The CATFISH study protocol: an evaluation of a water fluoridation scheme.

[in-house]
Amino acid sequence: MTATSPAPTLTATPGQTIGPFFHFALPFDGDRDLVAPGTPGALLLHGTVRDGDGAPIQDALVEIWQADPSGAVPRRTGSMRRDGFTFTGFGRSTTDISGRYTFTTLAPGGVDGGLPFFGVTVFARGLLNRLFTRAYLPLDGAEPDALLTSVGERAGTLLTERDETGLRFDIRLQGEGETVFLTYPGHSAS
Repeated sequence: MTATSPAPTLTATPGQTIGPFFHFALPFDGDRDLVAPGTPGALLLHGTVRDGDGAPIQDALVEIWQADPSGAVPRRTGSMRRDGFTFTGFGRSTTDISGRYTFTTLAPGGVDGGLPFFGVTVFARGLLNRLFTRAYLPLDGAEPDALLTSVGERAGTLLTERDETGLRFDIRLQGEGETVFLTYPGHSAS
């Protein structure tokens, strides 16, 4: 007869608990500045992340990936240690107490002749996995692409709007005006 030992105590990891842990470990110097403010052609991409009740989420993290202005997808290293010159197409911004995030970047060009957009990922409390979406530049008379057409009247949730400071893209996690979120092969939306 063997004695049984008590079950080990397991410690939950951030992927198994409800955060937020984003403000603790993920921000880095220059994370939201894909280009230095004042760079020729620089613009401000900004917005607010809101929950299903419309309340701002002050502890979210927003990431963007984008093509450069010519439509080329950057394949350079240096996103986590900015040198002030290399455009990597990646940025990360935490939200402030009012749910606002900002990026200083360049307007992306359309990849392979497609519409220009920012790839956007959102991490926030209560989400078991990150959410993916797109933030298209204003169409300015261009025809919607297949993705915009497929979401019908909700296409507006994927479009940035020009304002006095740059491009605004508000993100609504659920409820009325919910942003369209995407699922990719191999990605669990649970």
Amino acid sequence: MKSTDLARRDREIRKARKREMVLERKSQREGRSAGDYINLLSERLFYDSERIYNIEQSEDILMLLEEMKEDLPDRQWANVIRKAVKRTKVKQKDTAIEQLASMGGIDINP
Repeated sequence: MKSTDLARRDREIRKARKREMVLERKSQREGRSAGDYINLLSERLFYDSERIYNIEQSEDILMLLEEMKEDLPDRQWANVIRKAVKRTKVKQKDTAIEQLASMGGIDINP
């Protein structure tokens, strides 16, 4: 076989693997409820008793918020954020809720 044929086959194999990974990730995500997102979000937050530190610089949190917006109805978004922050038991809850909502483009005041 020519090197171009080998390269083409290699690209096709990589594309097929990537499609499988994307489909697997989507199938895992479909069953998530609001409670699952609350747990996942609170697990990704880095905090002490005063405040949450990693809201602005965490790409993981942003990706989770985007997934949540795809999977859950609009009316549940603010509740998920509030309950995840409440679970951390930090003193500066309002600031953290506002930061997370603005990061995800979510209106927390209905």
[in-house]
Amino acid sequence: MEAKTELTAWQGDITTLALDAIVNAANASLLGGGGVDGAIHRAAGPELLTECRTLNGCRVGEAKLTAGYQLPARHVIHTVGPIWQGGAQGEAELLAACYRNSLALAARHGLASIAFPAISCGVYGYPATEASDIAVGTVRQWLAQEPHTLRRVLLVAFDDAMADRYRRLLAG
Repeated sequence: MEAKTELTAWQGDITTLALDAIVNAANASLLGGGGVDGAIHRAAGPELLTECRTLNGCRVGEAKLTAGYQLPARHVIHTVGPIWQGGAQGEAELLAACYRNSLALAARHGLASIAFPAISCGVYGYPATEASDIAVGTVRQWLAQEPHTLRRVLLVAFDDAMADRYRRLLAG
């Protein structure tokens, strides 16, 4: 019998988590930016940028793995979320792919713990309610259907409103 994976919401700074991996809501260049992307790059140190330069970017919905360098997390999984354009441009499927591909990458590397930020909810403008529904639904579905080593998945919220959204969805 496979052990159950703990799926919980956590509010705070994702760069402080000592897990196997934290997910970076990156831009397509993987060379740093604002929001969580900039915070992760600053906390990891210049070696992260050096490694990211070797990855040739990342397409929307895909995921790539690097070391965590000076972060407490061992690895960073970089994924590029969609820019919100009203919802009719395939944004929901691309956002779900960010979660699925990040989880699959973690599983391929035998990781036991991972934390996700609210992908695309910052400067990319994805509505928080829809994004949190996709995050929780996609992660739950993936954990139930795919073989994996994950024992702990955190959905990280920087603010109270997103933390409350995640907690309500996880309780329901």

BACKGROUND: Tooth decay is the commonest disease of childhood. We have known for over 90 years that fluoride can prevent tooth decay; it is present in nearly all toothpastes and can be provided in mouthwashes, gels and varnishes. The oldest method of applying fluoride is via the water supply at a concentration of 1 part per million. The two most important reviews of water fluoridation in the United Kingdom (the York Review and MRC Report on water fluoridation and health) concluded that whilst there was evidence to suggest water fluoridation provided a benefit in caries reduction, there was a need to improve the evidence base in several areas. METHODS/DESIGN: This study will use a natural experiment to assess the incidence of caries in two geographical areas, one in which the water supply is returned to being fluoridated following a discontinuation of fluoridation and one that continues to have a non-fluoridated water supply. The oral health of two discrete study populations will be evaluated - those born 9 months after the water fluoridation was introduced, and those who were in their 1st year of school after the introduction of fluoridated water. Both populations will be followed prospectively for 5 years using a census approach in the exposed group along with matched numbers recruitment in a non-exposed control. Parents of the younger cohort will complete questionnaires every 6 months with child clinical examination at ages 3 and 5, whilst the older cohort will have clinical examinations only, at approximately 5, 7 and 11 years old. DISCUSSION: This project provides a unique opportunity to conduct a high quality evaluation of the reintroduction of a water fluoridation scheme, which satisfies the inclusion criteria stipulated by the York systematic review and can address the design issues identified in the MRC report. The research will make a major contribution to the understanding of the costs and effects of water fluoridation in the UK in the 21st Century. Its findings will help inform UK policy on this important public health intervention and may have a significant impact on public health policy in other developed countries. There is currently true equipoise in relation to the effectiveness of water fluoridation in contemporary populations and while the biological plausibility is well established, there is a need to examine impact on the changing epidemiological status of dental decay.